Imagine that you are a small bird like a warbler. You’ve built your nest and laid your eggs. Then along comes a cowbird who dumps a larger egg in with your clutch (the brown eggs in the image at right).
Some warblers simply build over the cowbird eggs and start over. Others raise the cowbird as one of their own.
Cowbirds save themselves a lot of work by dumping eggs in the nests of other birds. It is likely a behavior that evolved out on the prairie where cowbirds followed bison herds for food. They didn’t have time to sit around making nests and raising young. So they dumped that responsibility to another bird, not even their own species. It’s easy to think that we should hate the cowbird for its habits. Yet from the cowbird’s perspective, nothing could be smarter or more efficient than parasitic nesting. It really is a marvelous evolutionary adaptation to environment and need.
It’s true as well with gender and pair bonding. Homosexuality exists in nature, as does serial breeding among familiar species such as the Northern Cardinal. There are also birds where the male does the nesting. This is true in a group of birds called phalaropes, where the male of the species is less colorful than the female. The gender roles are reversed.
Birds and all of nature sexually hedge their bets and interact in ways that defy human perception. It’s a fact: we’ve superimposed a judgmentally dysfunctional value system over a perfectly functional and eternally changing system of creation. Put simply, nature doesn’t give a lark what you think about it. Nature is what nature does.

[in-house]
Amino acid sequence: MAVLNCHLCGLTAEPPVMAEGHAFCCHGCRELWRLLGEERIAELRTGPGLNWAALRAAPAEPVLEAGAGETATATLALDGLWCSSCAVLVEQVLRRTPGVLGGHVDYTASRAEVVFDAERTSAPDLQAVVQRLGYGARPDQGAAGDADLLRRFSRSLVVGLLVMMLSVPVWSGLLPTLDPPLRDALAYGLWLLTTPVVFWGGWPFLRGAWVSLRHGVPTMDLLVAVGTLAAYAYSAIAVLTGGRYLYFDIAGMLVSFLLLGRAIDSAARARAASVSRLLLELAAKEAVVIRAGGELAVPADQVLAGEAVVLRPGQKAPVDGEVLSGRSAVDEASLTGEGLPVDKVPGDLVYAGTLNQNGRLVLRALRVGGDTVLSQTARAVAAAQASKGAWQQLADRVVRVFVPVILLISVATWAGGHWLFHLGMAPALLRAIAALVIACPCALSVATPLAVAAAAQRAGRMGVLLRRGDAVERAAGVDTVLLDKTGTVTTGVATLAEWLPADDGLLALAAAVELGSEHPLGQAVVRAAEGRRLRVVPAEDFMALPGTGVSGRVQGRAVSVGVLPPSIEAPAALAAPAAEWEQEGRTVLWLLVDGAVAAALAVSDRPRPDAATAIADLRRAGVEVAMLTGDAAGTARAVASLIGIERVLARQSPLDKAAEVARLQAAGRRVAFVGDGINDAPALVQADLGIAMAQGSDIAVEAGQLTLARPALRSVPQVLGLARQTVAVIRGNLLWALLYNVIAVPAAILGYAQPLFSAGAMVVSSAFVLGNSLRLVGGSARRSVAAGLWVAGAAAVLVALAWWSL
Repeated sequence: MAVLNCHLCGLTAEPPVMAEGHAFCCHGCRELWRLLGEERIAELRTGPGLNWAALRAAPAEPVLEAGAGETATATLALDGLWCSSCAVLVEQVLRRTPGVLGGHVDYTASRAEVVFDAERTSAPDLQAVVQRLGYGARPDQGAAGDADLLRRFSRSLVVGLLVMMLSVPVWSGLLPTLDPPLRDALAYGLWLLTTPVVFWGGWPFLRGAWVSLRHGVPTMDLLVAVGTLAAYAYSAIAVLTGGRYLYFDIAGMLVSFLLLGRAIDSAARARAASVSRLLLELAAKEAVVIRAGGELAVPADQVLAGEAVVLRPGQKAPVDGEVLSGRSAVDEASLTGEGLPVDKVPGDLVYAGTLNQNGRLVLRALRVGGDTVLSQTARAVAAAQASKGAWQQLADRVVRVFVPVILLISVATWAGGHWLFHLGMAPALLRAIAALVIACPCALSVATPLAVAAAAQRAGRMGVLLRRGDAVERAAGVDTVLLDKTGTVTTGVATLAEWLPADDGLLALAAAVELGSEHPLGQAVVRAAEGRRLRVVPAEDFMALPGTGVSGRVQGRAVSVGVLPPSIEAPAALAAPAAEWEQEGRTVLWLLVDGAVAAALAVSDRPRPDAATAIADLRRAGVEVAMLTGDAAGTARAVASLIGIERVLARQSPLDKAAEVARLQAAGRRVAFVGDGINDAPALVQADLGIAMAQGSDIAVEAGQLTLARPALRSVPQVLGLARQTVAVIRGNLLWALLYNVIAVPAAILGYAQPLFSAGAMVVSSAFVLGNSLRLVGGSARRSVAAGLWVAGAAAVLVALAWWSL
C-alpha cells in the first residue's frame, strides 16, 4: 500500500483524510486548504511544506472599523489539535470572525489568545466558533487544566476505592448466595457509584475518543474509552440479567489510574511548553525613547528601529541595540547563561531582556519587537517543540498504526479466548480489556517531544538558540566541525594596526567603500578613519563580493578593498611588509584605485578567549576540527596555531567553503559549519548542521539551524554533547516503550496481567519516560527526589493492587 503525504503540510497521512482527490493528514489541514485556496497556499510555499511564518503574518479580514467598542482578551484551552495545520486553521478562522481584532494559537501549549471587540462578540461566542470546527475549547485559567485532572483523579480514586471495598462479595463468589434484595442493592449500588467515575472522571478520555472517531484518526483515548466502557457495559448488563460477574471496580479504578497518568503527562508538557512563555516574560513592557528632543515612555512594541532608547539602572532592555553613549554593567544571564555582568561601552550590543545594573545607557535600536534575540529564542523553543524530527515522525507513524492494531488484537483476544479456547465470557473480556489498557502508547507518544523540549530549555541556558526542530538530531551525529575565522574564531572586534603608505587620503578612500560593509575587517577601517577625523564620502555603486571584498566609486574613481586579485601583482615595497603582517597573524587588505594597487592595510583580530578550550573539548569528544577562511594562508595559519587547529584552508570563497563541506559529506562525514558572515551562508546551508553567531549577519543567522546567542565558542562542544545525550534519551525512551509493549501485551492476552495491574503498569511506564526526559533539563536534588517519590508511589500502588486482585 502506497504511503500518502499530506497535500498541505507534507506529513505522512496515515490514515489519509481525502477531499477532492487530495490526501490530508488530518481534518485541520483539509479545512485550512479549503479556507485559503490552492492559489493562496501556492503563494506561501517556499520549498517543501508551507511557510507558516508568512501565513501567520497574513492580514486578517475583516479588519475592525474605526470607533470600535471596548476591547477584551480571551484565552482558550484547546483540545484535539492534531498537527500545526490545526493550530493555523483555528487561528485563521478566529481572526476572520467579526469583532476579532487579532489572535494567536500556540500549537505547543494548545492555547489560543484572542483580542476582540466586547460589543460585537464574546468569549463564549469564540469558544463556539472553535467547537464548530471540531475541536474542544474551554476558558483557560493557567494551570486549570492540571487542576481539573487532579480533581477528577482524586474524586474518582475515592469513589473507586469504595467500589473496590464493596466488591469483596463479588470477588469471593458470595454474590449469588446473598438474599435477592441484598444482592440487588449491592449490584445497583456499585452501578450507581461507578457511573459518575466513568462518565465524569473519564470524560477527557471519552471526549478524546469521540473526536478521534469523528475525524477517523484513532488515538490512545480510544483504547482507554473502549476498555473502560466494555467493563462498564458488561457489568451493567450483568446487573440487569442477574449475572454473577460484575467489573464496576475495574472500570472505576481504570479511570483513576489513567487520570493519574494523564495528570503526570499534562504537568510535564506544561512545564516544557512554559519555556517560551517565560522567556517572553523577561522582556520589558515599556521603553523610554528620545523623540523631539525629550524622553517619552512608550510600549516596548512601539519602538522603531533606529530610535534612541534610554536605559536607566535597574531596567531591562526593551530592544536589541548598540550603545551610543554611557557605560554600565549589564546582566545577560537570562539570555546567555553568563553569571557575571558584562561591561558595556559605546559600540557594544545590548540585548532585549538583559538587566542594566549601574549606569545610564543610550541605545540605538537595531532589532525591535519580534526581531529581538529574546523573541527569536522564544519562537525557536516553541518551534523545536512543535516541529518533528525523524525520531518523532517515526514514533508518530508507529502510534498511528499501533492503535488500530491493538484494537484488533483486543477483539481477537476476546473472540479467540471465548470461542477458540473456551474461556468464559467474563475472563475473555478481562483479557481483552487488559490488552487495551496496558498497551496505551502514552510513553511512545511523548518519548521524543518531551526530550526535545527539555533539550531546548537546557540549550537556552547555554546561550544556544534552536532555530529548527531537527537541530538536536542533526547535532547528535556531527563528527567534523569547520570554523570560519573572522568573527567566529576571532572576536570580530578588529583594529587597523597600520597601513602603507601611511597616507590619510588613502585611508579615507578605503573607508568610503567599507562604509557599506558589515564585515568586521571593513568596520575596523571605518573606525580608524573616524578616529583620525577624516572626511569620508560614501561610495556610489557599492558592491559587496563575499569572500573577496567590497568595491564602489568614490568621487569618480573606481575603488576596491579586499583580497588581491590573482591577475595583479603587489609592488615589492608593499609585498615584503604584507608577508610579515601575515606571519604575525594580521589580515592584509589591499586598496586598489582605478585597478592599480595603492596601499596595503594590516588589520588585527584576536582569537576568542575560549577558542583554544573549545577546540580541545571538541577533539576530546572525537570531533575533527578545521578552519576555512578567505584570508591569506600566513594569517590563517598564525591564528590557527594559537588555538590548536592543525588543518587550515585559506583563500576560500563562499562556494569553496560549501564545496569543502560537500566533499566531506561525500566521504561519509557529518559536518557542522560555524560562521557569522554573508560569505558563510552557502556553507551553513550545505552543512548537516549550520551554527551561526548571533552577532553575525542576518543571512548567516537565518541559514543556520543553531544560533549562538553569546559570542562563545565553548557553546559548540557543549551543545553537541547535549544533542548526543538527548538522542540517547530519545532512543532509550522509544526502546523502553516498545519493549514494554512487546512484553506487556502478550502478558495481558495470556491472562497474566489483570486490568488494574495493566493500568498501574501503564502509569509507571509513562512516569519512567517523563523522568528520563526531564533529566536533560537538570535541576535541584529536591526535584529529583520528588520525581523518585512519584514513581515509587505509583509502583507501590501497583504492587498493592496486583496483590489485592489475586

And if we really pay attention to a book like the Bible, we learn that God actually likes it that way. Neither nature or God are static in their interactions. The entire concept of free will and acceptance of grace (which is love) is dependent on that kind of freedom.
How interesting then that human beings seem to spend so much time trying to impose their vision and version of free will upon others. Talk about contradicting the entire flow of nature!
See, nature has a lot of workarounds that we humans love to think we’re above. We like to think we choose our competitions rather than respond to them by force of nature. To some extent, that is true. Human beings have by force of dominion have actually destroyed entire ecosystems. But we’re not so smart as we think in such actions.
The animal instincts within us still rule or subconscious minds. We still respond viscerally to winning or losing, and to the roles we assign each other. We deeply know that our survival depends to a great extent on our ability to compete. The question is whether this approach to life is helping us evolve as a species of pulling us back down into the primordial muck.
We consciously compete. That’s the difference. That’s why birders still do the bird list throwdown. That’s why people who run and ride do the half-wheel or half-step drill during training and racing. We like to nudge our rivals, to push the pace to see what they’ve got.